A key responsibility of investor relations is making sure the company and its sell-side analysts work together in the most effective way. That means carefully allocating time and access to the brokers that will have the most influence on the investors you are trying to reach.
For companies with a large number of analysts, this process becomes more complex. While overall sell-side ranks have declined in recent years, large caps and growth firms commonly report more than 30 followers. The highest-profile names may have in excess of 50 firms penning research on them.
Many IR teams think of their sell-side analysts in terms of tiers, with the top group receiving more attention and access than those below. Some go further and devise systems to rank analyst coverage against a range of factors, from research quality to event execution and feedback provision.
The virtual engagement ushered in by Covid-19 has both helped and hindered these deliberations. On the one hand, it’s easier to make management available to a wider variety of brokers. On the other, the old way of measuring the success of roadshows and conferences needs a rethink. New tech tools coming to market may offer a helping hand to IR professionals as they seek to track the influence of their sell-side following.
‘It’s important to say that some analysts are much more active than others, which I guess is the same for all companies,’ says Daniel Bohsen, corporate vice president and head of investor relations at Novo Nordisk.
The Danish healthcare company, which won three prizes at the IR Magazine Awards – Europe 2021, including best overall IR by a large cap, goes through a process roughly once a year to place its 30-plus analysts into tiers. ‘We do an internal segmentation,’ explains Bohsen. ‘Based on that, we roughly divide the analysts into three groups. Everybody gets the same service but we try harder to stay in touch with those in the first group on a regular basis.’
A range of factors goes into the segmentation process. Novo Nordisk considers the quality of research output, external rankings, such as those by Institutional Investor, and the reach of the firm among investors. It also uses results from its own perception studies, which include a question asking investors to name the top analysts they follow. Pre-Covid, IR team members who focus on corporate access would also give scores based on the execution of roadshows and conferences.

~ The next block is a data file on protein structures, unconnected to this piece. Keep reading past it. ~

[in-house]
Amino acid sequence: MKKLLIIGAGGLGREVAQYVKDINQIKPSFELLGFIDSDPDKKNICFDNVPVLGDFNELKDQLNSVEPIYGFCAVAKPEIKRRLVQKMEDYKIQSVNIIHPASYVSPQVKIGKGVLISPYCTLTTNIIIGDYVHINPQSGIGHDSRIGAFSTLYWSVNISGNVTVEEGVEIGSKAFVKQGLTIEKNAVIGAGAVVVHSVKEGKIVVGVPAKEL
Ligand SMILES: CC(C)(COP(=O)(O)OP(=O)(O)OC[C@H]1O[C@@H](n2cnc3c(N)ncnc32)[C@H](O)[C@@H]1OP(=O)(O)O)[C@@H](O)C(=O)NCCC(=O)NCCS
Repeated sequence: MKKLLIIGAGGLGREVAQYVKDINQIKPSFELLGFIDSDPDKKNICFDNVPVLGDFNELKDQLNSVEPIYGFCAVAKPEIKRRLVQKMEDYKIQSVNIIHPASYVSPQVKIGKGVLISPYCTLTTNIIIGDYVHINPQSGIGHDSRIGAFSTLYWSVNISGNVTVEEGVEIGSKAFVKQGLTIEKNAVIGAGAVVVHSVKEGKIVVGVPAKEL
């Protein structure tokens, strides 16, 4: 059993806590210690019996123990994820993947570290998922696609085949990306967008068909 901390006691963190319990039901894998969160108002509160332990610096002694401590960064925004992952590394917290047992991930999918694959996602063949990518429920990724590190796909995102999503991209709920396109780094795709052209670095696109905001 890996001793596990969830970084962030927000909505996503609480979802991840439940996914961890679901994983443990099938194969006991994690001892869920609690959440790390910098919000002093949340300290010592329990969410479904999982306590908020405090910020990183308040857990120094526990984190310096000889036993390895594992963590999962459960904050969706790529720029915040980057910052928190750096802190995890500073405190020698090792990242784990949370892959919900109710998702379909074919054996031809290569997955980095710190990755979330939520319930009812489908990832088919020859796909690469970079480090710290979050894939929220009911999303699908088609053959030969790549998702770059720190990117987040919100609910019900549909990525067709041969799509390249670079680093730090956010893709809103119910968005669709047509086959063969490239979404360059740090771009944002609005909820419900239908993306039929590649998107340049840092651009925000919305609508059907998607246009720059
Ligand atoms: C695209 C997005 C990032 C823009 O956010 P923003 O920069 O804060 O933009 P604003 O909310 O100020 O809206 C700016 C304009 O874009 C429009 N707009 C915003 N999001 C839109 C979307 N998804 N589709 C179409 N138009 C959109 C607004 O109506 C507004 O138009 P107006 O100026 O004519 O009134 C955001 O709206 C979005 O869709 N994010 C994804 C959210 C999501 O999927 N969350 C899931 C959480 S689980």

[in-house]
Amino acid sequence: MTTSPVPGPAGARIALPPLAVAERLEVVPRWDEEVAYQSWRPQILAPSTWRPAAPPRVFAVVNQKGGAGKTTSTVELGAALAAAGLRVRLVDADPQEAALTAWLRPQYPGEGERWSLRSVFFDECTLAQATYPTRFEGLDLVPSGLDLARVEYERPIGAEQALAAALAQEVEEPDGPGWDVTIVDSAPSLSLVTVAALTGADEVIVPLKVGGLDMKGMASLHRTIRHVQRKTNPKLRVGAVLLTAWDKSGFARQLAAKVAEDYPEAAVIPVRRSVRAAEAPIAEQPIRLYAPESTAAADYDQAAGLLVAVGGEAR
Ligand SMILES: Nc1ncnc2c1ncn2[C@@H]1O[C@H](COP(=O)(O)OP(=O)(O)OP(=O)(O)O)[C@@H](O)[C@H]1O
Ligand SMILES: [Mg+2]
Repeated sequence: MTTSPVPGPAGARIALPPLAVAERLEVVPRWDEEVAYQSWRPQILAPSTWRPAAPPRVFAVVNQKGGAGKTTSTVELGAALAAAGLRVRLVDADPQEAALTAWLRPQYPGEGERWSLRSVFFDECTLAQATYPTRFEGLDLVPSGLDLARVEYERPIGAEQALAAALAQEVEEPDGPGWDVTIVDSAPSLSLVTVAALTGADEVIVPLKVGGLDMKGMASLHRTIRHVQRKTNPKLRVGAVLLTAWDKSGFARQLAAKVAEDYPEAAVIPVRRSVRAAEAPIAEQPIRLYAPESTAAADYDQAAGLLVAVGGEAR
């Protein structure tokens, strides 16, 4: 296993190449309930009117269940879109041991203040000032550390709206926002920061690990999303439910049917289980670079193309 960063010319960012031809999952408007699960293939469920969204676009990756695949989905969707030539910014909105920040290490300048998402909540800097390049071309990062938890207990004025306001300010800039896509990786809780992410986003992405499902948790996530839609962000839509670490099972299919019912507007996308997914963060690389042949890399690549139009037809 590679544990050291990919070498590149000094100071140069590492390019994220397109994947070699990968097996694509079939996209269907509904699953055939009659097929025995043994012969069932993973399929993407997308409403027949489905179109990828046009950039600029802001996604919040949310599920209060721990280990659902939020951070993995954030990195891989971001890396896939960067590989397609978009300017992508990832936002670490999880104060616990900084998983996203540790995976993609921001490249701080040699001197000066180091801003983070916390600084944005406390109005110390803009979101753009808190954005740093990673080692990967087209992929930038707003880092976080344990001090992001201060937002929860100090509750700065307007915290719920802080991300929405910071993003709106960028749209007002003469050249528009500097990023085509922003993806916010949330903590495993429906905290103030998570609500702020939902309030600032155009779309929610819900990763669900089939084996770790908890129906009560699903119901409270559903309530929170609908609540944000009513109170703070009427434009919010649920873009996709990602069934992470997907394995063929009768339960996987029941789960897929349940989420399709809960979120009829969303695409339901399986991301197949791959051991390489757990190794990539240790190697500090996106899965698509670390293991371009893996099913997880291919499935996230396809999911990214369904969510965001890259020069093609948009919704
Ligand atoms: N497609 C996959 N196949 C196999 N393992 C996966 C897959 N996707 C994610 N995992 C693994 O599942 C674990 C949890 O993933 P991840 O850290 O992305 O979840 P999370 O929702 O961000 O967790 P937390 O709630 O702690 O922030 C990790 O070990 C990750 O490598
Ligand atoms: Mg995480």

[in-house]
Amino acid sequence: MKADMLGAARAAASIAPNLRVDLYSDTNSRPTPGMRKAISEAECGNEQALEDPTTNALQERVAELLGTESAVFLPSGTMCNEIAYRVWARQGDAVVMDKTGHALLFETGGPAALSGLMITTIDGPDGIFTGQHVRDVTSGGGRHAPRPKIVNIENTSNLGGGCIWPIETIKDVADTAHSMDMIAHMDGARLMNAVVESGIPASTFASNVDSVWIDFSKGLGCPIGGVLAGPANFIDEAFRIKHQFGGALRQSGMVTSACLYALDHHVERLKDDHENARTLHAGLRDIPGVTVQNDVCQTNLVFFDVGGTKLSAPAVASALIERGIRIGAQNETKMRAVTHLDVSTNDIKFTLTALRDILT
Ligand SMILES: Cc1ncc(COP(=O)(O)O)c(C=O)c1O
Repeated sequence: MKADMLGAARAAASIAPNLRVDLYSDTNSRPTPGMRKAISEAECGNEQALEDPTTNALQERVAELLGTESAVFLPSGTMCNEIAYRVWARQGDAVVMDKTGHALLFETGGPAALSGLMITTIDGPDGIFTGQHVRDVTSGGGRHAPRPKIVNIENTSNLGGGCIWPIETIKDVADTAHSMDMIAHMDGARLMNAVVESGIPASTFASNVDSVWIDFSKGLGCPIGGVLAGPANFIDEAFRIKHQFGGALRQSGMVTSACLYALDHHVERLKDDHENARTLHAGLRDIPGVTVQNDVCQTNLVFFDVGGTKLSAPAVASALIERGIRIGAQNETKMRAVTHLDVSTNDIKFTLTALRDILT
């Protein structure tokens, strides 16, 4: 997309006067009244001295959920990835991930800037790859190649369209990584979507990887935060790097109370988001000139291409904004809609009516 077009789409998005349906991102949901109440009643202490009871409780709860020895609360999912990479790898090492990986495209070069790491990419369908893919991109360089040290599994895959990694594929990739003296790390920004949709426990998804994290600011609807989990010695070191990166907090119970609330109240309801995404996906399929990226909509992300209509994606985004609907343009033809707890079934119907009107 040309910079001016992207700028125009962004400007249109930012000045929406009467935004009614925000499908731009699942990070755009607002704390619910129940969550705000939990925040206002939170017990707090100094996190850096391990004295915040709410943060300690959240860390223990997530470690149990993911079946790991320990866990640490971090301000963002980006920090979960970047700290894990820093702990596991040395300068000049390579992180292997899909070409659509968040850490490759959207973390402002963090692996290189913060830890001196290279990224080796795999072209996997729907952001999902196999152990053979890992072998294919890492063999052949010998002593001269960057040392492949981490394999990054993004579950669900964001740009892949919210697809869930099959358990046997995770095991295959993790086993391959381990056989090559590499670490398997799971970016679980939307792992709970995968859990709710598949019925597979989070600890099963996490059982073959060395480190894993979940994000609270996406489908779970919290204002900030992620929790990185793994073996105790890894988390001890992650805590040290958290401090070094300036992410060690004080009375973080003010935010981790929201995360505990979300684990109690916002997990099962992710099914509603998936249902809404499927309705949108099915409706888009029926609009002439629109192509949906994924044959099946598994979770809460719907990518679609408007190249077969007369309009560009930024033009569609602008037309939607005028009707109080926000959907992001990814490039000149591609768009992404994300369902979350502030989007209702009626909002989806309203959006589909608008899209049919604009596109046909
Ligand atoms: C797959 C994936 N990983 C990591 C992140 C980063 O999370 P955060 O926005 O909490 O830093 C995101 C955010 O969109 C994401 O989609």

Once the information is collated, the team sits down and discusses the results. The brokers are then placed in a ranking – but Bohsen stresses that the specific position is not important: it’s the tier in which each broker ends up that matters. ‘If you are in tier one, you will get a roadshow almost every quarter, and most often with management,’ he explains. ‘If you are in the third group, you will get roadshows less often.’
While access to management is limited, Bohsen says the company almost always says yes to IR involvement in conferences or roadshows. ‘If a small broker – say a tier three – comes to me and asks to do a roadshow in Dublin, Luxembourg or Amsterdam, we will say yes, but of course we cannot promise CEO time.’ Novo Nordisk also makes sure to spread events across different firms. For example, the company’s quarterly London roadshow normally rotates between the big brokers in the UK.
Bohsen adds that different analysts have different skillsets, so you cannot judge them only on the quality of their written reports. ‘Covid has made it clear to me that analysts have different preferences,’ he says. ‘Some have really enjoyed sitting at home writing very high-quality research. Others have felt trapped because normally they don’t spend a lot of time writing, they are more often on the road, talking with all kinds of players in the industry. We put it all together and try to come up with some kind of segmentation.’
This is an extract of an article that was published in the Winter 2021 issue of IR Magazine. Click here to read the full article.